Reviews

CSI: Season 9

Gil Grissom’s leaving Las Vegas...

Brits get their first taste of CSI on Blu-ray, but what a time to punch up the pixels! Season nine sees the biggest cast upheaval in the history of the show; with the loss of three major characters and the introduction of two new faces.

An improved HD sound and picture also suits the show’s trademark mix of fast-paced chart music and CGI close-up forensics. Blood samples fly about the screen in fantastically rendered splashes, while murder weapons and internal organs collide in queasily realistic ways. Unfortunately, however, the hi-def upgrade is not so forgiving on some of the stars – especially Marg Helgenberger, who is shot in such soft focus that it looks like the cameraman is smearing half a tub of Vaseline on the lens.

The HD set also offers a decent collection of extras, including a mawkish and sentimental goodbye to Grissom, as well as a feature on the disappointing 200th episode, ‘Mascaras’, which was guest-directed by The Exorcist’s William Friedkin. CSI Mode provides various pop-up facts for ‘Grave Shift’, which sees Laurence Fishburne’s college professor join the team as an entry-level CSI. However, all of the facts here and on one other episode are crime-related rather than being about the show or characters, so the whole thing starts to feel like a ‘How To’ manual for serial killers. Taylor Swift gamely joins George Eads (Nick Stokes) and writer Tom Mularz for commentary on her episode, but the singer’s initial enthusiasm is soon drowned out by the dry and technical commentary from the guys.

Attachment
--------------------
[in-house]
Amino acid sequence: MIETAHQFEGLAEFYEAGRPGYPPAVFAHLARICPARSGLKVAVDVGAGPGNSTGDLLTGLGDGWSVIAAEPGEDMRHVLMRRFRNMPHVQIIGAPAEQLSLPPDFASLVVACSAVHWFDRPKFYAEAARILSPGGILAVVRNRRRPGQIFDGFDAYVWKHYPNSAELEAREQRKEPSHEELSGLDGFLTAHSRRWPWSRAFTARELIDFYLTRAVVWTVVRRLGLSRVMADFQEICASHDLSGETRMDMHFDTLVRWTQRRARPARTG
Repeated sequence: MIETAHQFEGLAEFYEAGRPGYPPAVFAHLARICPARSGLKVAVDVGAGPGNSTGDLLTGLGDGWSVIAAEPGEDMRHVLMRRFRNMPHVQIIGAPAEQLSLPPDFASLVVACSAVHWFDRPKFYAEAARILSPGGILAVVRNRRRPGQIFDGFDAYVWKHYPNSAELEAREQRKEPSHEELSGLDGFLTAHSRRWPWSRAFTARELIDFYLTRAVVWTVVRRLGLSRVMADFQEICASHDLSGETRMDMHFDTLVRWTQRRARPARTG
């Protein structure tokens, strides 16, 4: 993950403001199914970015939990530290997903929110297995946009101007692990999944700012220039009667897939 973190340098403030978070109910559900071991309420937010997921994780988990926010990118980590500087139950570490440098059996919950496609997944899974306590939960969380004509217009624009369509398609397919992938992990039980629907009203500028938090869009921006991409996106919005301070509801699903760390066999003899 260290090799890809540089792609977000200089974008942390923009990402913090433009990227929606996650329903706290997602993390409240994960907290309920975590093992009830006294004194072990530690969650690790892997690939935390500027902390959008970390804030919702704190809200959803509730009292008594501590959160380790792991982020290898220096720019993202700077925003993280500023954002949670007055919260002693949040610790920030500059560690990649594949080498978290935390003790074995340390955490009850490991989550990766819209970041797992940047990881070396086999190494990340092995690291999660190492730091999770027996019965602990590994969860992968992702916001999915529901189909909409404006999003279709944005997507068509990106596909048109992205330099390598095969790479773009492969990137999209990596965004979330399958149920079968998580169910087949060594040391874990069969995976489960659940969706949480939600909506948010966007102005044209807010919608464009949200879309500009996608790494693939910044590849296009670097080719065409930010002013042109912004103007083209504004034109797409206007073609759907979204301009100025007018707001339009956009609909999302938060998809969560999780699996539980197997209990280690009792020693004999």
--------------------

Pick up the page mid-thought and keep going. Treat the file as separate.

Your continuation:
As for those staff changes... Fishburne fills some very big shoes when lead CSI Gil Grissom (William Petersen) takes his final bow 10 episodes into the season. His character’s academic background is a great tool to introduce us to some of the more ridiculous scientific and procedural elements of the franchise. Less welcome is the introduction of CSI Riley Adams (Lauren Lee Smith), who’s no replacement for the departing Warrick Brown or Sarah Sidle.

Despite the major upheavals, though, season nine is, largely, a triumph. The show works best when it isn’t afraid to take chances with narrative and presentation, proved again here by ‘Turn, Turn, Turn’ where Swift plays a dead girl whose life is seen through CSI visits to her house, and ‘A Space Oddity’, where lab geek Hodges explores the death of a sci-fi TV show producer. Hardcore fans may lament the lack of Gil, Sarah and Warrick, but this is still one of CSI’s better seasons.

Verdict:

Rather than kill it off, Grissom’s departure may just have given CSI Vegas a new lease of life.

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